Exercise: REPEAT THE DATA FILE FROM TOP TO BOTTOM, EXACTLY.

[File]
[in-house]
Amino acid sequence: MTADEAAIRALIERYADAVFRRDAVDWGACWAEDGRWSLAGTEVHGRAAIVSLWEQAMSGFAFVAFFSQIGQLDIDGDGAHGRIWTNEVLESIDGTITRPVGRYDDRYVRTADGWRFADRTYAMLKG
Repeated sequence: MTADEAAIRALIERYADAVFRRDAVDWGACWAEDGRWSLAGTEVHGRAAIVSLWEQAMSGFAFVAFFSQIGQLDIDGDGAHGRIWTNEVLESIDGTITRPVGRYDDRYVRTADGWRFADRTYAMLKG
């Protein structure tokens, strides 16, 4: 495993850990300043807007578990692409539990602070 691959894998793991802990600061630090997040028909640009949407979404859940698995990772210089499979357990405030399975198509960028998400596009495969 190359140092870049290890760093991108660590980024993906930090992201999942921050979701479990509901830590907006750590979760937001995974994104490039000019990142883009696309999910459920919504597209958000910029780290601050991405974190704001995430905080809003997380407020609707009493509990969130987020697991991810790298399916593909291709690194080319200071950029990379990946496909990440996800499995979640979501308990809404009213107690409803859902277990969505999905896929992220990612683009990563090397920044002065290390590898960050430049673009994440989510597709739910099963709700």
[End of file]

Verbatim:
[in-house]
Amino acid sequence: MTADEAAIRALIERYADAVFRRDAVDWGACWAEDGRWSLAGTEVHGRAAIVSLWEQAMSGFAFVAFFSQIGQLDIDGDGAHGRIWTNEVLESIDGTITRPVGRYDDRYVRTADGWRFADRTYAMLKG
Repeated sequence: MTADEAAIRALIERYADAVFRRDAVDWGACWAEDGRWSLAGTEVHGRAAIVSLWEQAMSGFAFVAFFSQIGQLDIDGDGAHGRIWTNEVLESIDGTITRPVGRYDDRYVRTADGWRFADRTYAMLKG
């Protein structure tokens, strides 16, 4: 495993850990300043807007578990692409539990602070 691959894998793991802990600061630090997040028909640009949407979404859940698995990772210089499979357990405030399975198509960028998400596009495969 190359140092870049290890760093991108660590980024993906930090992201999942921050979701479990509901830590907006750590979760937001995974994104490039000019990142883009696309999910459920919504597209958000910029780290601050991405974190704001995430905080809003997380407020609707009493509990969130987020697991991810790298399916593909291709690194080319200071950029990379990946496909990440996800499995979640979501308990809404009213107690409803859902277990969505999905896929992220990612683009990563090397920044002065290390590898960050430049673009994440989510597709739910099963709700």